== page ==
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Sifting through a lot of great team performances And individual efforts to find the best of 2017-18
>Athlete of the Year
Baker Mayfield and Trae Young were phenomenal, but they weren't in Maggie Nichols' league.
The sophomore rebounded from heartbreak at the 2017 NCAA Gymnastics Championships, when a fall from the beam kept her from the all-around title, by storming back to dominate the regular season, and then capture that elusive national all-around prize.
Nichols won the all-around three months after revealing she was victimized by Team USA physician and serial sexual abuser Larry Nassar.
"Up until now, I was identified as Athlete A by USA gymnastics, the US Olympic Committee and Michigan State University," she wrote in a letter. "I want everyone to know that (Nassar) did not do this to Athlete A, he did it to Maggie Nichols."
Nichols could have fallen again at this year's NCAA meet and still been worthy of this award.
>Hardware of the Year
Mayfield's Heisman Trophy.
It wasn't that he blew away his competition, or brought the trophy home after being a finalist the previous year.
I kept thinking about that T-shirt the night of the Heisman ceremony. That's what Mayfield won in his first act as an athlete on OU's campus -- a T-shirt commemorating an intramural softball championship he won with some dorm mates.
A four-year journey from Muldrow Tower walk-on to the toast of New York and of college football. A story Walt Disney would find too hard to believe.
>Performance of the Year
For one mid-December afternoon at Intrust Bank Arena, Young's brilliance exceeded Mayfield's. It exceeded anything the rest of college basketball could offer. On this day it seemed to exceed anything Russell Westbrook, Steph Curry or the NBA could offer.
Young put Wichita State, then the No. 3-ranked team in the country, on a string for two hours. He scored 29 points and dished 10 assists, and did them with such a unique combination of flair and control you wondered whether he should just turn pro right then and there.
Five months later, Young did turn pro. By then, the rest of college basketball had caught up with him some. Wichita State had proven to be more like the No. 43 team in the nation.
But it didn't take away from that December day when a virtuoso playmaker/shotmaker reached his college peak. It still doesn't.
>Coach of the Year
Mark Williams, and not just for his ninth national gymnastics title (although that's a heck of a place to start).
Williams didn't just tweet about his team or his season over the course of that championship run, he shared his disgust over both the ongoing Nassar trial and his sport's slow pivot to change in the aftermath.
Williams engaged in another battle: the statewide fight on behalf of public education. The crux as the season arrived just as teachers stormed the state Capitol, and Williams was there with his fifth-grade son, Cooper.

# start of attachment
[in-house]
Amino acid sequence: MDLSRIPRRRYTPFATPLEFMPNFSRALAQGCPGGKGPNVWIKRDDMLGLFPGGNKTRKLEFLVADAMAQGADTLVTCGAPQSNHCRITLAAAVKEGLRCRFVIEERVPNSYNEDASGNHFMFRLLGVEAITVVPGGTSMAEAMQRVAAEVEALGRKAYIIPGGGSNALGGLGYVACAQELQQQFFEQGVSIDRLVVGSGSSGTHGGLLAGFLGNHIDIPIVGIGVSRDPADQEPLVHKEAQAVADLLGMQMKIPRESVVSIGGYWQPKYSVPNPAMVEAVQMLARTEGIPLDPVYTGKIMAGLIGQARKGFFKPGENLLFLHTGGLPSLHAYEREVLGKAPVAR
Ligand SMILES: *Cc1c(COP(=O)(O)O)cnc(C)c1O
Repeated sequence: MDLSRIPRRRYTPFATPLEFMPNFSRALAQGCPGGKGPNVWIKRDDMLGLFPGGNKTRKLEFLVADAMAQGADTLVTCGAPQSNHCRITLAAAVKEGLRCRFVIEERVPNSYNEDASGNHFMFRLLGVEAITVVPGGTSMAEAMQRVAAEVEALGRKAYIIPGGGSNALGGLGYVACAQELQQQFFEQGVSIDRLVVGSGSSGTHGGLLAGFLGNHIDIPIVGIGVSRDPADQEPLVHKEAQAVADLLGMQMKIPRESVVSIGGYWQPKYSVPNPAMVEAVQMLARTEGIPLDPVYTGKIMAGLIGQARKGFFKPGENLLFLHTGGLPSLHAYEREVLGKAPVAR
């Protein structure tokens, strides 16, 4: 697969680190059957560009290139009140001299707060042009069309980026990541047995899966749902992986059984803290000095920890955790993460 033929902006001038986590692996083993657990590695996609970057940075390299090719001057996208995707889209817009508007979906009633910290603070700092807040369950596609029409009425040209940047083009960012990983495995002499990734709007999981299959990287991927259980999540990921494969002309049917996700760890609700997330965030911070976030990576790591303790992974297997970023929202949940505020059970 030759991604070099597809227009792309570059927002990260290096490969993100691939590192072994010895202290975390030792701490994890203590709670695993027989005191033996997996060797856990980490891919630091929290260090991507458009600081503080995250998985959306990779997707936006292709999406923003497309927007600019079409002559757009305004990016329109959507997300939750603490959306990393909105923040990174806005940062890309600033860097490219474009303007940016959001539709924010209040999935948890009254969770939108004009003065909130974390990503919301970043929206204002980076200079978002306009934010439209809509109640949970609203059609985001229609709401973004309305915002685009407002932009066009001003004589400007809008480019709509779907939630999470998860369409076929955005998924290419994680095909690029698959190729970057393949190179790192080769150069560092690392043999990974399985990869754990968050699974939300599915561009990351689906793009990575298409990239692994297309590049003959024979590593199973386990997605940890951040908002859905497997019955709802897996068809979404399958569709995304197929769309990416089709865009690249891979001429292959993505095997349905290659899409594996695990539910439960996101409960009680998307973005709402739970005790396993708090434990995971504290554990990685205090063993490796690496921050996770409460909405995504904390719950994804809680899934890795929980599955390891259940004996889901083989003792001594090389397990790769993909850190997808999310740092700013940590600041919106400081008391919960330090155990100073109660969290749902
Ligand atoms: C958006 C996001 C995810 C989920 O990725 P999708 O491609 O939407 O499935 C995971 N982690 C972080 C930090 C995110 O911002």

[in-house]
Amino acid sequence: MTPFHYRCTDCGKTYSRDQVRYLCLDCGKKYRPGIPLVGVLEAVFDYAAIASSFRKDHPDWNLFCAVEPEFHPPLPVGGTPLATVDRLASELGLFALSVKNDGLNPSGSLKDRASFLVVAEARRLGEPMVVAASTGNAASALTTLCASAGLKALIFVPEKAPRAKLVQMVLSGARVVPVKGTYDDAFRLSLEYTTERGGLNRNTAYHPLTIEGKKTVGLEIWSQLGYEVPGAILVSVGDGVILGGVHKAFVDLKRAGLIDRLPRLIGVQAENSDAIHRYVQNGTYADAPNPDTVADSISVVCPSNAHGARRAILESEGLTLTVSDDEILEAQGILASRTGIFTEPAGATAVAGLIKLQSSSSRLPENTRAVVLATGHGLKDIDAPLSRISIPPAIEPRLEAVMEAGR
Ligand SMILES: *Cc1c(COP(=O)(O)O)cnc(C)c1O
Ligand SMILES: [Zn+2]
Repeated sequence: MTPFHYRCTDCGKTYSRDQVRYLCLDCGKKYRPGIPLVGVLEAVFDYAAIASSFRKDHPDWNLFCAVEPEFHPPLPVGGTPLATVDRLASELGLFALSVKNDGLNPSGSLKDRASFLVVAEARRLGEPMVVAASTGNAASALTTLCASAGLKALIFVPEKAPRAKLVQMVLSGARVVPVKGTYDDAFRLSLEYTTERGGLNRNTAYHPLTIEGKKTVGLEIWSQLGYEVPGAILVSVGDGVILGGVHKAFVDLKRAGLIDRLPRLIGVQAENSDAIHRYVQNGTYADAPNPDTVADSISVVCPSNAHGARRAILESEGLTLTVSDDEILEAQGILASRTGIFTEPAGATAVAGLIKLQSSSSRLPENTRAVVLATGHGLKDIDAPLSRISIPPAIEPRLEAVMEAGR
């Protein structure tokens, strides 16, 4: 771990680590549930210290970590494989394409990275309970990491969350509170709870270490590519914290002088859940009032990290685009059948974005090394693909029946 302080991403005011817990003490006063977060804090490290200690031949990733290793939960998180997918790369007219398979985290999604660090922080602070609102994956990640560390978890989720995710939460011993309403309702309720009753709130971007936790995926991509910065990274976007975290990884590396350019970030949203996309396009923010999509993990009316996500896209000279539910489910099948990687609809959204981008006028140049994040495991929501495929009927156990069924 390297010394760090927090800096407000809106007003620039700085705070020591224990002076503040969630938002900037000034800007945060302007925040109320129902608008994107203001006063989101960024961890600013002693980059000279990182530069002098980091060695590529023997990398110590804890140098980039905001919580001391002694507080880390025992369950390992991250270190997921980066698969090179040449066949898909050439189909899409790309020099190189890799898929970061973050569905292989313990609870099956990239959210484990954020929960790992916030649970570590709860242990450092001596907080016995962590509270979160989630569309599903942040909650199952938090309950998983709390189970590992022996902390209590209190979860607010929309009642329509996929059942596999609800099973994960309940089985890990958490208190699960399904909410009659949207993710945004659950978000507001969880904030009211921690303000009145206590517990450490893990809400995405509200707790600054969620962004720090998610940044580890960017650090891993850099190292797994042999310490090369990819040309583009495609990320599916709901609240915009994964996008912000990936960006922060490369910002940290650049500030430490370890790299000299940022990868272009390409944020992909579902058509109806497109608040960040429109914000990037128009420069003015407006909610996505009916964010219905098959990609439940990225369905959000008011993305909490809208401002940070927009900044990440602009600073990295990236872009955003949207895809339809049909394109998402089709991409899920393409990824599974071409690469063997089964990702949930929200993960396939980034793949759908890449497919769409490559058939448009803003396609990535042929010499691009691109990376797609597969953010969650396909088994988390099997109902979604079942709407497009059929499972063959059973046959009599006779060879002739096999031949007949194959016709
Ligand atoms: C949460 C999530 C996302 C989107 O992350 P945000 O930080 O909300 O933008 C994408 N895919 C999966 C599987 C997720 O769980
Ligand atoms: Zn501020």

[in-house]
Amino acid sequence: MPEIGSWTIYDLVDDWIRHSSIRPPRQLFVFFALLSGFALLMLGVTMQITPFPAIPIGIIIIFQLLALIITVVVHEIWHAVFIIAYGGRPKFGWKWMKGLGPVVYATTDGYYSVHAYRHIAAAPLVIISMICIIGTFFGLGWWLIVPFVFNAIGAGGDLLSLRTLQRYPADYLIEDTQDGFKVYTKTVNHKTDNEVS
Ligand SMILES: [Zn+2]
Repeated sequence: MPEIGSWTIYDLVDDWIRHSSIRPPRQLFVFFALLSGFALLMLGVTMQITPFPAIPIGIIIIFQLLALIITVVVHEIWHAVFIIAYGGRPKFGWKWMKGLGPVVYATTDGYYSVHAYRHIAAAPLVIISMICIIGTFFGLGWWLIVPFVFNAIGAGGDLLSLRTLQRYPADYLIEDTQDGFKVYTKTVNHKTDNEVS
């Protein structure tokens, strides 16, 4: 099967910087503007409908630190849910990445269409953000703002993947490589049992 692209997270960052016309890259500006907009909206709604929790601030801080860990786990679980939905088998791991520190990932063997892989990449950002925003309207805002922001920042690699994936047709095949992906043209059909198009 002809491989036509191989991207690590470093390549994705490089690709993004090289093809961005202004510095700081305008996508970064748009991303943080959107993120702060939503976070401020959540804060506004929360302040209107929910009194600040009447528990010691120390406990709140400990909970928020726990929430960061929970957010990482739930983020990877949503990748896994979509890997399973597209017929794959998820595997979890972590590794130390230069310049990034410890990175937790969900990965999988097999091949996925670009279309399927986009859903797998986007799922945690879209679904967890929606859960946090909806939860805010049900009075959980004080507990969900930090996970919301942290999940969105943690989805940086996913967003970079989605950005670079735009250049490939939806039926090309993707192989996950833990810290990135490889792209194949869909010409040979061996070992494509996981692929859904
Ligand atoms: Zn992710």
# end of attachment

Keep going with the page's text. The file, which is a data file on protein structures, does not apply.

You won't find a more aware coach on the OU campus, or a more successful one.
>Comeback Player of the Year
Remember when the 2017 started, we saw Trey Sermon, Abdul Adams and Marcelias Sutton getting more carries than Anderson, and we figured it just wasn't in the cards for the hard-luck kid coming off back-to-back seasons ruined by leg and neck injuries.
Eleven hundred yards later, Anderson proved his credibility and durability. He is no longer the forgotten back, but rather OU's most logical choice to replace Mayfield as a Heisman candidate.
>Cameo of the Year
Some believe Kyler Murray to be the Sooners' odds-on Heisman contender, based solely on his dynamic jump-start to OU's victory over West Virginia last November.
With the suspended Mayfield watching from the sideline, Murray took the game's first snap, faked a handoff to Anderson, cut into an alley around the right side of OU's offensive line, and flashed 66 yards to the West Virginia 3.
It's the play they kept showing the night Murray was drafted by the Oakland Athletics No. 9 overall. It's a play they'll keep showing until Murray rips off his first blazing run of next season.
>Gut Check of the Year
Her team was two-time defending national champion and crowd darling.
Her team faced sudden, shocking elimination after losing two days prior.
The sun and heat beat down.
Hitters from Arizona State and Florida bore down.
Paige Parker didn't flinch. She flourished.
The senior anchor threw back-to-back shutouts, a masterful display of pitching under the most adverse circumstances.
The crowd in Oklahoma City stood and roared. The Sooners played on to the WCWS semifinals.
Parker cemented her legacy as the greatest, gutsiest pitcher in OU softball history.
>Quotes of the Year
Mayfield on Riley trying to recruit him to East Carolina when he was still Pirates' offensive coordinator:
"That was the first time we talked. I had already made up my mind that I was coming here, but I hadn't told anybody. He was one of the first people to really find out. He thought I was crazy for doing that and rightfully so. I wouldn't say it was the most thought out decision. It was more heartfelt than anything, but I'm glad that I did it."
Reporter to Ogbonnia Okoronkwo: "Settle this once and for all. Is it 'O-G-B-O' or 'O-B-O?'"
Okoronwko: "O-G-B-O. The G is silent, like in lasagna."
(Editor's Note: This story appears in Sooner Spectator's June 2018 issue. To read more or subsribe, please call 405-364-4515)